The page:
But what if educators with thirty plus impoverished kids per class do not command the resources necessary to maintain order without this option? For 6000 years such punishment was readily, available. Make other kid's lives miserable or learning impossible and it would cost you a red behind. These days, most school districts, even entire states have ruled this consequence out.

What has taken its place? Sermonettes, ineffectual detentions, forced transfers, or trying to teach the malefactors conflict resolution techniques. Unfortunately, the recipients of these remedies typically continue to lay waste to everyone's safety and learning.

Suspension is the worst that usually happens to school kids who specialize in making other people's lives insufferable. For many kids this sanction is a joke — time off to run the streets. With corporal punishment banned by people who escape the price of its banning, school officials command few if any sanctions that impress hooligans. As one young hoodlum assured a more novice delinquent in the presence of a Philadelphia teacher friend of mine, "Don't worry, they can't do shit to you here."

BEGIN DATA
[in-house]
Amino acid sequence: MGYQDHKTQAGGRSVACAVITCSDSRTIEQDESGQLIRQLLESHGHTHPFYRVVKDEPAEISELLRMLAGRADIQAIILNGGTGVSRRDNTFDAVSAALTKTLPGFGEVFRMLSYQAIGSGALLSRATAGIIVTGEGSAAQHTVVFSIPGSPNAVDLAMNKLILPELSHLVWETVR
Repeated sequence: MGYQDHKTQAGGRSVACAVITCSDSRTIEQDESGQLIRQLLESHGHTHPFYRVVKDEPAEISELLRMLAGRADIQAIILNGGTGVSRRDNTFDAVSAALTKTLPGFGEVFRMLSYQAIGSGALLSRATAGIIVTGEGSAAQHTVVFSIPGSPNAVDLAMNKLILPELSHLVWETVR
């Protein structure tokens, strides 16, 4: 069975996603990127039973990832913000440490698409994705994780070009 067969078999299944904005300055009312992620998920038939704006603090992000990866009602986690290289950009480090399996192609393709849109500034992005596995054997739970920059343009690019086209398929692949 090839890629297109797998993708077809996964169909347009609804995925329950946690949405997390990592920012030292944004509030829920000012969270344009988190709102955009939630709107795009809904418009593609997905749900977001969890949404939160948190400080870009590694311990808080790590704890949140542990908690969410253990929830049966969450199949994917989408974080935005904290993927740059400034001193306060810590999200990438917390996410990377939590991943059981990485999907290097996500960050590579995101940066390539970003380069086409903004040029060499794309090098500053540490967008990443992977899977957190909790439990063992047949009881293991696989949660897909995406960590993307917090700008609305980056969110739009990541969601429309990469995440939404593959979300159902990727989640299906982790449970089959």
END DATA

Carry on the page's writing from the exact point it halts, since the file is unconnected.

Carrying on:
Sure, corporal punishment might well damage children thus corrected. It also might encourage them to think that might makes right or that violence is the best way to resolve conflicts. (They probably think that anyway.) But even if it always damages aggressors in one way or another, that, by itself, is not decisive until the rights and safety of others have been factored in.

Put simply, educators absolutely must nor forget about the rights of victims. Children who are being subjected to merciless bullying, for example. Don't they have rights and feelings? Remember, children are compelled to attend school by force of law, and that means that they have an absolute right to safety once they are there.